Bloomberg News

Spanish Bonds Fall Before Debt Auction; Portuguese Notes Decline

April 03, 2012

Spanish bonds fell, snapping a two- day gain, as the nation prepared to sell as much as 3.5 billion euros ($4.67 billion) of government debt tomorrow.

Spain’s securities led losses among the region’s higher- yielding debt after a report showed unemployment increased last month, adding to concern the nation will struggle to cut its budget deficit. Italian and Portuguese bonds also declined, while German bunds were little changed. The European Financial Stability Facility and Belgium auctioned bills today.

“The market is pricing in a concession ahead of tomorrow’s supply,” said John Wraith, a fixed-income strategist at Bank of America Merrill Lynch in London. “There’s a need to cheapen the bonds, given the constant drip of downbeat data and the worries about the extent of the fiscal challenge.”

The yield on Spain’s 10-year bond rose 10 basis points, or 0.1 percentage point, to 5.45 percent at 5 p.m. London time. The 5.85 percent security due January 2022 fell 0.77, or 7.70 euros per 1,000-euro face amount, to 102.96. Two-year yields rose six basis points to 2.54 percent.

The number of people registering for jobless benefits in Spain increased 38,769 in March to 4.75 million, the Labor Ministry said today. The nation’s debt will reach 79.8 percent of gross domestic product this year, up from 68.5 percent last year, the government said in its 2012 budget plan.

Spain will auction notes due between January 2015 and October 2020 tomorrow.

‘Fiscal Backdrop’

“Spain’s selloff is related to tomorrow’s supply,” said Eric Wand, a fixed-income strategist at Lloyds Banking Group Plc in London. “The market is content to factor in a concession, especially in light of current concerns around the Spanish fiscal backdrop. The auctions should provide some indication of how easy or difficult they will find it to raise money in this environment.”

Spain will get external aid from European authorities and the International Monetary Fund this year to help overcome its debt crisis, while retaining the ability to raise funds through bond sales, Citigroup Inc. analysts Ebrahim Rahbari and Guillaume Menuet wrote today in a note to clients.

The nation’s 10-year yield dropped in December and January, reaching a 16-month low of 4.83 percent on March 1, as the European Central Bank offered unlimited three-year loans to the region’s financial institutions through its so-called longer- term refinancing operations.

‘Losing Momentum’

“The LTRO effect is losing momentum,” said Michael Leister, a fixed-income strategist at DZ Bank AG in Frankfurt. “We’d expect some concession with Spanish paper cheapening as investors try to squeeze out every basis point they can.”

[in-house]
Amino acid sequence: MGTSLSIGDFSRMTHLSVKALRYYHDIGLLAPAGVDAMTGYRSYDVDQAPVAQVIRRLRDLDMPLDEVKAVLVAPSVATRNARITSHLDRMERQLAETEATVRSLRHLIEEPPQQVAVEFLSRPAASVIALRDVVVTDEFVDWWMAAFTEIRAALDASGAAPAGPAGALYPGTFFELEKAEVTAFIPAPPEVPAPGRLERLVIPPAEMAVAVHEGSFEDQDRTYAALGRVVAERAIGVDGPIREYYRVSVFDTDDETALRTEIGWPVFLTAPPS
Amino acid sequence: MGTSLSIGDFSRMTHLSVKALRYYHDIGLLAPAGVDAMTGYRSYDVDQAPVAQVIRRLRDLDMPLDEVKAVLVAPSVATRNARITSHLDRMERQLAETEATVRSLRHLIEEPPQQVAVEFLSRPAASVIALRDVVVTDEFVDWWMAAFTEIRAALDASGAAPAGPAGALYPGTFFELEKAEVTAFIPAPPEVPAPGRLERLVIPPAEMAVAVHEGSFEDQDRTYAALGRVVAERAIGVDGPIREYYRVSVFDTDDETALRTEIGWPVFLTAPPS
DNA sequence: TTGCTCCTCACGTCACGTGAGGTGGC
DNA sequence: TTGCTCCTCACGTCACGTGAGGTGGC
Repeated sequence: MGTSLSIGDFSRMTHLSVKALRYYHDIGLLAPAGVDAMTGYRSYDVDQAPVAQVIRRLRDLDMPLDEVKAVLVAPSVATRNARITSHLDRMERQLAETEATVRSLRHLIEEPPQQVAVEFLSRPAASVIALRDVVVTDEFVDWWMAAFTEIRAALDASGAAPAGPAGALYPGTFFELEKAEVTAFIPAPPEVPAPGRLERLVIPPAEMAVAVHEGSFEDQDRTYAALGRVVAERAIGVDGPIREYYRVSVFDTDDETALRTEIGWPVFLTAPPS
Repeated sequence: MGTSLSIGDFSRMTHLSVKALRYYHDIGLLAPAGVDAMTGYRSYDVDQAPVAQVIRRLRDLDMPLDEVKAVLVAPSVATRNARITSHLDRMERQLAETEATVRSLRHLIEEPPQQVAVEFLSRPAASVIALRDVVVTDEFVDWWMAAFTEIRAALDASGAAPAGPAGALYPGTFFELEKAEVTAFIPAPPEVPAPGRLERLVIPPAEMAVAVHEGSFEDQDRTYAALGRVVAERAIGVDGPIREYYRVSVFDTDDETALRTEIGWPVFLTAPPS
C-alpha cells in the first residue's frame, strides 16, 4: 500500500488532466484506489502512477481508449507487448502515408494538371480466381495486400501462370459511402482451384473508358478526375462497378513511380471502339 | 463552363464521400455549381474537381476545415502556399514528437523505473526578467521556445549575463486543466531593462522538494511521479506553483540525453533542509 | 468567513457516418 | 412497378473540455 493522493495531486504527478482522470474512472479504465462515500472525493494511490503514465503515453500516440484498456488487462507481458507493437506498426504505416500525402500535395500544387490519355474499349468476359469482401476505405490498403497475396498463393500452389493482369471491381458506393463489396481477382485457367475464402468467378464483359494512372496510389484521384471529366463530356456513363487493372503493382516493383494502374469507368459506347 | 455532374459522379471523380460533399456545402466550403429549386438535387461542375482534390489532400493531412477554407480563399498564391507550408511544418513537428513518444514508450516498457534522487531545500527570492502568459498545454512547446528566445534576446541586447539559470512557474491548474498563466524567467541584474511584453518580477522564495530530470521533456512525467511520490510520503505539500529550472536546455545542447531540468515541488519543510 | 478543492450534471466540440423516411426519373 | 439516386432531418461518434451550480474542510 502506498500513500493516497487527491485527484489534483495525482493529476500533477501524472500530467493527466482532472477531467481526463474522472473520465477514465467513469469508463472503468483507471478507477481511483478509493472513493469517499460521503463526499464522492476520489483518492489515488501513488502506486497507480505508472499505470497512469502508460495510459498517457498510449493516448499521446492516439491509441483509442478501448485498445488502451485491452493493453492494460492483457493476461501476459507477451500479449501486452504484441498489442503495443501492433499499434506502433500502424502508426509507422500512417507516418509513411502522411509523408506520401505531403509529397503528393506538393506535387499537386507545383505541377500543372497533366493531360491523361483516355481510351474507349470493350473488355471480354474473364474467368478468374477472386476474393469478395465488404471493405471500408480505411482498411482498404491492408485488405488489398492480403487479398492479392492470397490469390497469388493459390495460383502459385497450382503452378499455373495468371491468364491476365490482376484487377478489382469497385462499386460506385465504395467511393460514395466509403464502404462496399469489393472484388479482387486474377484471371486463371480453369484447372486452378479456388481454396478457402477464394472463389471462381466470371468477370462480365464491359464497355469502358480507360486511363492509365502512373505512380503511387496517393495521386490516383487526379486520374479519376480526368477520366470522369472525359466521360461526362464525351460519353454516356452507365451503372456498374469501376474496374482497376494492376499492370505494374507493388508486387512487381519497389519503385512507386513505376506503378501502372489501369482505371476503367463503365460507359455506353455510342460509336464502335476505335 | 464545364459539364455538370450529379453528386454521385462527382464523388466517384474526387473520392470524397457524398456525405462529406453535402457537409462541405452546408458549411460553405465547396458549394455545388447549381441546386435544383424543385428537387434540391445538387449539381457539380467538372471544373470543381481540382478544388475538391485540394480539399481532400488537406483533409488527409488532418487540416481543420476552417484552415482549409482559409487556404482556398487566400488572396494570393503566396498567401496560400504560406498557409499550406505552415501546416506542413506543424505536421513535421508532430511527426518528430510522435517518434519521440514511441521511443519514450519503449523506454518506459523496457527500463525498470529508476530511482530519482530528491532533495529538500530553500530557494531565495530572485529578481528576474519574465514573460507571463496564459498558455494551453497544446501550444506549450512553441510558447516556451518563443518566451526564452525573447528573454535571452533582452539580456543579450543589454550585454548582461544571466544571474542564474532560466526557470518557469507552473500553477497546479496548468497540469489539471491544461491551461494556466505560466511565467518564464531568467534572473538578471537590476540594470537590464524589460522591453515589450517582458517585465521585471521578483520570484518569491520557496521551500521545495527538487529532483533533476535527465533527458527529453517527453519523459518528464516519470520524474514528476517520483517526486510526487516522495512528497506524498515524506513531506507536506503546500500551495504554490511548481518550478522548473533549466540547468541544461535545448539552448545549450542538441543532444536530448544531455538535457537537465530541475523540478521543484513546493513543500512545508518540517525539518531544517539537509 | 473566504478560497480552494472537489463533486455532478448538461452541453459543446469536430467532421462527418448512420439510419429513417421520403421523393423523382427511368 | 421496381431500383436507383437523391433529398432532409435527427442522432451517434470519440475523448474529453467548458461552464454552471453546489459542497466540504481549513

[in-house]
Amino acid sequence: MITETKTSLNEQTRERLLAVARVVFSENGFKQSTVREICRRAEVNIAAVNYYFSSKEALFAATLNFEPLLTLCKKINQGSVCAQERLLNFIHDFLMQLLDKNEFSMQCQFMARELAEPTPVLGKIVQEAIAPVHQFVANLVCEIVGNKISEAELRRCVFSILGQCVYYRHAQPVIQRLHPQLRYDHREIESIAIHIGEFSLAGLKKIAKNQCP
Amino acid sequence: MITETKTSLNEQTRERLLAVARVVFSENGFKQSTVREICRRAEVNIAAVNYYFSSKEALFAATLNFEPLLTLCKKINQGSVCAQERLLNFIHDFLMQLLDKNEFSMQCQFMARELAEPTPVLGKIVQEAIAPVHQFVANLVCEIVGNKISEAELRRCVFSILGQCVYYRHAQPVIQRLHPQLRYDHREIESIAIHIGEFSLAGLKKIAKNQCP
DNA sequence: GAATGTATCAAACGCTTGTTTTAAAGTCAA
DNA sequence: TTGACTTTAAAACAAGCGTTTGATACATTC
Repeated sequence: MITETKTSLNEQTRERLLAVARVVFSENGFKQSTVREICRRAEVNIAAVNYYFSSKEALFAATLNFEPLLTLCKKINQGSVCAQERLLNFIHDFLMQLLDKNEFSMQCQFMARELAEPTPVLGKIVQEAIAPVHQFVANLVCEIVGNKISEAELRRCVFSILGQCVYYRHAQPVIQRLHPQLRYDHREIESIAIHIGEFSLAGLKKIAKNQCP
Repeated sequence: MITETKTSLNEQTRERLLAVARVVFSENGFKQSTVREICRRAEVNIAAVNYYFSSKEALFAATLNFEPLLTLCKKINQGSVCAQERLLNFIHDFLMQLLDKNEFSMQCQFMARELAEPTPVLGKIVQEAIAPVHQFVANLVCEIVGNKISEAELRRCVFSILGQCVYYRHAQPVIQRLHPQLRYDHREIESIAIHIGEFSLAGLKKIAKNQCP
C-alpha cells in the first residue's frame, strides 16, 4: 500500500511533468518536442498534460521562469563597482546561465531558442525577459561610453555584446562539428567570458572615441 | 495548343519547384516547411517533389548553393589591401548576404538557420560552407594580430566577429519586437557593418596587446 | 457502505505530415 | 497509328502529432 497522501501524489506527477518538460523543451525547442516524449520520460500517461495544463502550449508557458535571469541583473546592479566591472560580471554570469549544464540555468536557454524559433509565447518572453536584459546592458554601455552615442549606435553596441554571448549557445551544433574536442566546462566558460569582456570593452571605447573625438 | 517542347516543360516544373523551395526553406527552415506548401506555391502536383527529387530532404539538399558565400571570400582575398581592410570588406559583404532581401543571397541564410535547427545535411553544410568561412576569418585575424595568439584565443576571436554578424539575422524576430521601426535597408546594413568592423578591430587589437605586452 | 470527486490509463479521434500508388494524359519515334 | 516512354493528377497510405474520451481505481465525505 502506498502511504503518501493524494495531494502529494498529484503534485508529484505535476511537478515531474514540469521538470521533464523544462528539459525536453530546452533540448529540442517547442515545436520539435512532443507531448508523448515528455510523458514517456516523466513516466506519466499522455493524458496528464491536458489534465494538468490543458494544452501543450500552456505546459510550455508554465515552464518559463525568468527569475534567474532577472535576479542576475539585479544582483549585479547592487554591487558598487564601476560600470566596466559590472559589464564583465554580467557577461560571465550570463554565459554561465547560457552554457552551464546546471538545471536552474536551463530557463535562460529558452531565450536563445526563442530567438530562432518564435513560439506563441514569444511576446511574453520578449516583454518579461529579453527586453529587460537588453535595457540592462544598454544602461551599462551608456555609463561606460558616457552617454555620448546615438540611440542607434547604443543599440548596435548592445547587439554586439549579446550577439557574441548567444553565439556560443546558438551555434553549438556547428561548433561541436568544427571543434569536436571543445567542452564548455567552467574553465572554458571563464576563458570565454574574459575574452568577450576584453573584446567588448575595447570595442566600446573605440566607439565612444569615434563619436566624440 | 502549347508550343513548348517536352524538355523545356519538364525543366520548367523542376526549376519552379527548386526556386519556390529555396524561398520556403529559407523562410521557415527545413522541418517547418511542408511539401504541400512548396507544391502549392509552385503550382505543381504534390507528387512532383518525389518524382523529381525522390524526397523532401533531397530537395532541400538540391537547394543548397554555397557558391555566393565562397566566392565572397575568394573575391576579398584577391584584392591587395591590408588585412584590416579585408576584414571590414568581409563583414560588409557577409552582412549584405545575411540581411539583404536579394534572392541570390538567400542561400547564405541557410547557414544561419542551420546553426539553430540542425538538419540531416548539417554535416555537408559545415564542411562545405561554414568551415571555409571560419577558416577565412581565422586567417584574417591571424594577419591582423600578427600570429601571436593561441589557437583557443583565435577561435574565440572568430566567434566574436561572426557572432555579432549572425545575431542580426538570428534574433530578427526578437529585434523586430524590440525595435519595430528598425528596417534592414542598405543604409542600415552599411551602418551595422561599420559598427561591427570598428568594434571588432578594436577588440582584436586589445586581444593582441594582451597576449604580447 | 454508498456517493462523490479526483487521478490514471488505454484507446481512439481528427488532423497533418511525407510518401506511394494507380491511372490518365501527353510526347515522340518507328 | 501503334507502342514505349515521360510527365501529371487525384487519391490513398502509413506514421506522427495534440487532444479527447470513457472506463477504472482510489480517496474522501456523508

Italian bonds declined even as Development Minister Corrado Passera denied a Financial Times report that the country may need further budget adjustments to reach its targets.

Italy’s 10-year yield rose five basis points to 5.16 percent after reaching 5.32 percent on March 30, the highest since Feb. 29.

Portuguese (GSPT2YR) two-year notes fell for a fourth day, the longest losing streak since October. The yield rose 14 basis points to 9.98 percent.

Bill Gross, who runs the world’s biggest bond fund at Pacific Investment Management Co., wrote that a voluntary exchange of Portuguese debt by the private markets “seems inevitable” in a message posted on Twitter today.

Bill Sale

Portugal plans to sell 192- and 556-day bills tomorrow, while Germany is scheduled to auction as much as 4 billion euros of five-year notes. The ECB will leave its benchmark interest rate unchanged when it meets to decide monetary policy in Frankfurt, according to 57 economists in a Bloomberg poll.

The EFSF sold 1.98 billion euros of three-month bills at an average yield of 0.112 percent, compared with a rate of 0.052 percent at a previous auction on March 6. Investors bid for 2.35 times the amount allotted, versus 1.98 times last month.

The yield on the EFSF bond due July 2021 fell four basis points to 2.84 percent.

Germany’s 10-year bund yield was unchanged at 1.8 percent. The two-year rate fell one basis point to 0.2 percent.

The German two-year yield is consolidating below its 100- day moving average at 0.245 percent and around its 50-day moving average at 0.223 percent, according to data compiled by Bloomberg. It may find support at the March 13 high at 0.19 percent, with resistance at the February high of 0.289 percent.

German bonds returned 0.3 percent last quarter, their worst performance in a year, according to indexes compiled by Bloomberg and the European Federation of Financial Analysts Societies. Portuguese bonds gained 13 percent, the biggest advance among 26 sovereign markets tracked by the indexes.

To contact the reporters on this story: Lucy Meakin in London at lmeakin1@bloomberg.net; Keith Jenkins in London at kjenkins3@bloomberg.net

To contact the editor responsible for this story: Daniel Tilles at dtilles@bloomberg.net


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